People have said that they produce about 20 percent of the content they're expecting to produce during their game's lifespan up front. Would you say that that's typical of Zynga?
HD: We don't have a ratio that we go by. Moreso, we try to keep fresh content continually going. We plan out on a roadmap cycle that's several months out.
You continuously look at that roadmap? Is there a planned obsolescence or a transition?
HD: I think it's too new to have that. The phenomenon is just too...
Is that something you're anticipating?
HD: I don't know. It's that slide rule concept I was talking about. There's going to be more traffic. There's going to be more people that come in the door, and people are going to pick back up experiences. I do it all the time.
I actually referenced an old game that I used to play the other day, and I was like, "Oh, I'm going to go back and play that game." And lo and behold, it was like, "Why did I ever leave it?" It's just like when you go back and pick up your old console stuff.
Something that Playfish alluded to the other day is that they see a potential coming marketing war. That might be the next step of the evolution. You talked about your networks being your strength and getting new users in, but marketing could be the next step that's relevant. So if people start spending on marketing, it might create a console war -- like an arms race, a Sony and Microsoft situation.
HD: Well, we market it as it is today. We buy advertising and seed installs for sure. We just have the good fortune of having this network thing now. But initially, we did a ton of marketing, and they don't do any, in fact, or very little. I think they just started rolling it out. It will be interesting to see where they go with it. A marketing war is a marketing war.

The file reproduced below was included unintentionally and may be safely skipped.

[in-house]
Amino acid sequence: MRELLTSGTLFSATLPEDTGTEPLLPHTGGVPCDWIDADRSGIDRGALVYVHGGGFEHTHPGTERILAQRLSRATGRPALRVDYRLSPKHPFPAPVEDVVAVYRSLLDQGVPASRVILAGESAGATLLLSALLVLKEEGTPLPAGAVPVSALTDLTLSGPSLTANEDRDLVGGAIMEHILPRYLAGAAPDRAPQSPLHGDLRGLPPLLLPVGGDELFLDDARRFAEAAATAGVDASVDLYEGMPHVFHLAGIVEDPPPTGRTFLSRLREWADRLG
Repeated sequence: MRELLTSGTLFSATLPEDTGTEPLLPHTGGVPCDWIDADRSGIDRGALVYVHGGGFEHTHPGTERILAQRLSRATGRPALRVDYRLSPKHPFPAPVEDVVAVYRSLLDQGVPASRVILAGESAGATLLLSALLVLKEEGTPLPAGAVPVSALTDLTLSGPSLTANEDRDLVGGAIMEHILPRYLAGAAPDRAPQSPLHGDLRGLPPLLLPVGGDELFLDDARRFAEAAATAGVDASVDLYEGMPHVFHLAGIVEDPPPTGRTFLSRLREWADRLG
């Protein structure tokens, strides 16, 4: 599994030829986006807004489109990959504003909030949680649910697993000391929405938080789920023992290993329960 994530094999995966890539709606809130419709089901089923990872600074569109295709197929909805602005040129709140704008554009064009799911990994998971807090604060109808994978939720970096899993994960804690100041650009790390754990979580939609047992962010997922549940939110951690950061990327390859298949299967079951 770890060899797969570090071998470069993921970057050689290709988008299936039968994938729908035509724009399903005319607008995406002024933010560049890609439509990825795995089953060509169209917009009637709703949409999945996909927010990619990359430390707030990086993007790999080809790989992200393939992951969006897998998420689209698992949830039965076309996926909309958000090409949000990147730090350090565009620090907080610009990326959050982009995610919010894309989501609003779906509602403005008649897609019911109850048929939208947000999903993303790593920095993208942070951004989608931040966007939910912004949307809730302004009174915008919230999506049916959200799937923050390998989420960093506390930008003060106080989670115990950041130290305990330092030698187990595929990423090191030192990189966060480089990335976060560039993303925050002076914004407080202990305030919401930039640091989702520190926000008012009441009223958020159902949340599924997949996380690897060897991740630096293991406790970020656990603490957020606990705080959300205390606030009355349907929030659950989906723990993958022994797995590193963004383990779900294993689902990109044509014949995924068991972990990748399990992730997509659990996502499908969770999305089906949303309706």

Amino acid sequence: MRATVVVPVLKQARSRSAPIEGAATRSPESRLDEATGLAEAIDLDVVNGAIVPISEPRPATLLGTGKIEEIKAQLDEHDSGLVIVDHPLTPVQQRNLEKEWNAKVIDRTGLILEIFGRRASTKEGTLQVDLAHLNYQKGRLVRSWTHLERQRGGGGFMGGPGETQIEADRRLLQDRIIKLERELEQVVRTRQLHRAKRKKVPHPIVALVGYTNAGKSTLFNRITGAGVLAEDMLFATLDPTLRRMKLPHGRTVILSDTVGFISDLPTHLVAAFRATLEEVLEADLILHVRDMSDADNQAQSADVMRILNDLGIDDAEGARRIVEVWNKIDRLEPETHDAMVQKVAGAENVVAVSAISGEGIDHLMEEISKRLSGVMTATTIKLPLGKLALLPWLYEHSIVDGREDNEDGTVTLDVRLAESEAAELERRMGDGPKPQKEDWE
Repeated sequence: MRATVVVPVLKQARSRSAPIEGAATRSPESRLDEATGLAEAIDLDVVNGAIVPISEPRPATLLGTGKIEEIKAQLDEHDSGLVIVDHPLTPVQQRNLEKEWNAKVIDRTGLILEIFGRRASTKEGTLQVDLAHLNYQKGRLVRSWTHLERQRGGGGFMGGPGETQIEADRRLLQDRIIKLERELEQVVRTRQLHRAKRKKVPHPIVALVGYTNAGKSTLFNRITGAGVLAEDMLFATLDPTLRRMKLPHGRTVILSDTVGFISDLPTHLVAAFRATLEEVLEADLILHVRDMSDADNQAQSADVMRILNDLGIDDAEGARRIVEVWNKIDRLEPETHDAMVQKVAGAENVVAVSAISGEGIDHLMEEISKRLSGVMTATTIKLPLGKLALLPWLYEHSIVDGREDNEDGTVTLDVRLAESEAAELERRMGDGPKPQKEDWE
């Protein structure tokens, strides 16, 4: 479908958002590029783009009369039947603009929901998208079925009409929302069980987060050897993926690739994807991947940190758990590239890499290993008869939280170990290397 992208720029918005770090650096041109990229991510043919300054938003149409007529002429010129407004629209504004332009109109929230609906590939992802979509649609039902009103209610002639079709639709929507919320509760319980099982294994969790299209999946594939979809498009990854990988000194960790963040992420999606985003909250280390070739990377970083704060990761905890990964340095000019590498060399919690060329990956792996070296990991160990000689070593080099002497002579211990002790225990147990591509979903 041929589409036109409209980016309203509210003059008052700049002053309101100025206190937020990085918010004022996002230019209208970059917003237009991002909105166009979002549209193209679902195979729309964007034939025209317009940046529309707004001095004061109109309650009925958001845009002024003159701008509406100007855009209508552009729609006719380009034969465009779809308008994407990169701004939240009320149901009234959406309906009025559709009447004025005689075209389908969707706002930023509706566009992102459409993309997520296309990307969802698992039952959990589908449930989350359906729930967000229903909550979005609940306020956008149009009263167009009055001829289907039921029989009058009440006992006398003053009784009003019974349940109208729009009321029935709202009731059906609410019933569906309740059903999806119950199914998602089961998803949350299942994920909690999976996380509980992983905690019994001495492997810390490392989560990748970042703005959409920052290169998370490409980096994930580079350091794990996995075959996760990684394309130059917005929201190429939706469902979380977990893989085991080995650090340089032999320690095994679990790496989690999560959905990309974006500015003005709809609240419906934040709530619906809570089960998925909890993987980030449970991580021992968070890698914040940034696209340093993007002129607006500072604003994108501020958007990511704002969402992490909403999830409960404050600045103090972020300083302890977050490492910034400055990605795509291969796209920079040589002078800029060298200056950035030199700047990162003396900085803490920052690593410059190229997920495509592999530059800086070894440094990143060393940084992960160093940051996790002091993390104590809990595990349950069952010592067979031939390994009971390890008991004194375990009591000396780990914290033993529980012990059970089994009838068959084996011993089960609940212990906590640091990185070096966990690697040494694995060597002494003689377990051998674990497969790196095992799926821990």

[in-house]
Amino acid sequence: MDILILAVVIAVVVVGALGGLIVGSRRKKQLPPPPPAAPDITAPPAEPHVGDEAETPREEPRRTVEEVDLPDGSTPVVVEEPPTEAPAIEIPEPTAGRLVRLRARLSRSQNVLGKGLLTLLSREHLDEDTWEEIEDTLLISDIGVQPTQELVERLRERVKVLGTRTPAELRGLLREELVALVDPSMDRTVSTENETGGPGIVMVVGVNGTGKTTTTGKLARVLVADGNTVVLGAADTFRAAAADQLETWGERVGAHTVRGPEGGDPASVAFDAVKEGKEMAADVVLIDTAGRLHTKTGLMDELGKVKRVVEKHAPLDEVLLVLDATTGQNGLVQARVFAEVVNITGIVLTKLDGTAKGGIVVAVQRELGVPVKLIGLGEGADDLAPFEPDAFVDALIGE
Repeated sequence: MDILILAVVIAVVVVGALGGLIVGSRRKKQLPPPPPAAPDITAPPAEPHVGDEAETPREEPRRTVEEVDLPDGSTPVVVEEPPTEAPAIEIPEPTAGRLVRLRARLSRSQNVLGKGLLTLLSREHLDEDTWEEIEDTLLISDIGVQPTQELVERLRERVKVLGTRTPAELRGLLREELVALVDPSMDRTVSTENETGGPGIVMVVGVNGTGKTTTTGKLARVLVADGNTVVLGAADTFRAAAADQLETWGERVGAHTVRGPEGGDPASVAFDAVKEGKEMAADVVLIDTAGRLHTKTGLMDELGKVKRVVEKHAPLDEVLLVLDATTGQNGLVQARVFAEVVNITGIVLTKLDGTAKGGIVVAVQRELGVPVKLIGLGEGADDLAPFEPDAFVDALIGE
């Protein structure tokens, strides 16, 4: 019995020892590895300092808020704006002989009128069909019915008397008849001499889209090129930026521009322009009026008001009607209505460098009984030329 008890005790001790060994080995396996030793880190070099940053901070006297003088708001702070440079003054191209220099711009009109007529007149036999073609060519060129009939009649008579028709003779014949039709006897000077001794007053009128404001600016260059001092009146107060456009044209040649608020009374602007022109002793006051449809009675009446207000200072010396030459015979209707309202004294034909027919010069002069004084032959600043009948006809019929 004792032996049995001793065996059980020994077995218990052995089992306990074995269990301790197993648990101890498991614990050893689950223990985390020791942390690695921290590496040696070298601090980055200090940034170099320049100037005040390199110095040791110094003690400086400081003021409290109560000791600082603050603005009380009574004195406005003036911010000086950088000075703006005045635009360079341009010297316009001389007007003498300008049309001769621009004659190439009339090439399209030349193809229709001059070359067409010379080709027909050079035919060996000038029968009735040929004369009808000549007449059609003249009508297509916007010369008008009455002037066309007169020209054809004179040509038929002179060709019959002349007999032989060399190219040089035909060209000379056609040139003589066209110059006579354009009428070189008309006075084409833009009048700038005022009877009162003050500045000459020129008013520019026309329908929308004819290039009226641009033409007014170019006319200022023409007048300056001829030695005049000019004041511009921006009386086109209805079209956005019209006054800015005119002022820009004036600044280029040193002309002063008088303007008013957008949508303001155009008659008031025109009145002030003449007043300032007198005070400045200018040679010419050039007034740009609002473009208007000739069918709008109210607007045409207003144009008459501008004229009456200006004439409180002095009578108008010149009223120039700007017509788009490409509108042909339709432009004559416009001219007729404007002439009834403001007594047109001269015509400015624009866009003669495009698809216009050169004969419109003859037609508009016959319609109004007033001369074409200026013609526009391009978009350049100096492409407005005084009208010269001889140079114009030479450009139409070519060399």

Do you see that being potentially important?
HD: Well, we still do marketing. But we've also gotten to a scale where that marketing... Actually, I heard some recent analysis around this saying that marketing doesn't necessarily make sense, unless you've got scale. Because you're not going to have the ROI to be able to capitalize on that marketing scale.
You guys are generating millions or tens of millions of dollars. ?
HD: I don't talk about revenue.
I will say that I think you guys do millions of dollars in revenue. Do you see a time where something like a commercial during American Idol could be viable for you guys? That kind of marketing.
HD: You mean, from a financial perspective, could it be done? I suppose, sure. If we raised money, we could go buy a Super Bowl commercial or something. But similarly, is it going to be effective? I don't think so. It wouldn't be a sensible use of the money.
That's my question. Do you think it's effective?
HD: Television advertising?
Broad audience targeting in the mainstream.
HD: Are people going to Facebook Magazine to go read about upcoming social trends?
HD: I don't think there's even a potential vehicle for it, outside of directly on the social network.
You guys aren't totally married to Facebook either, are you?
HD: We support MySpace, Bebo, and Sonico. We were supporting Hi5. We're pretty much all over the place.
You're not supporting Hi5 anymore?
HD: We recently... we actually have two games there still.
CN: Do you see social networking consolidation potentially?
HD: I think we'll see some degree of consolidation there. We're definitely seeing some. Certain social networks see traffic to other social networks. We see growth in different regions. It all depends on the area. Orkut is growing like crazy in India. It depends on what the flavor of the week is.
That's the question. Facebook's business model, as I understand it, is predicated on the assumption that if they reach a certain user target, they will become de facto. Do you see the market like that?
HD: I think very highly of Facebook's capabilities, let's just say that. It's along the lines of "Good design wins." When I think about the difference between some of the choices that other social networks are making and Facebook is making, they provide a great product.
Whether or not that speaks to every culture, I don't know, and I think that's going to be the distinctive point. Orkut also provides a great product, and it seems to speak more to a different demographic.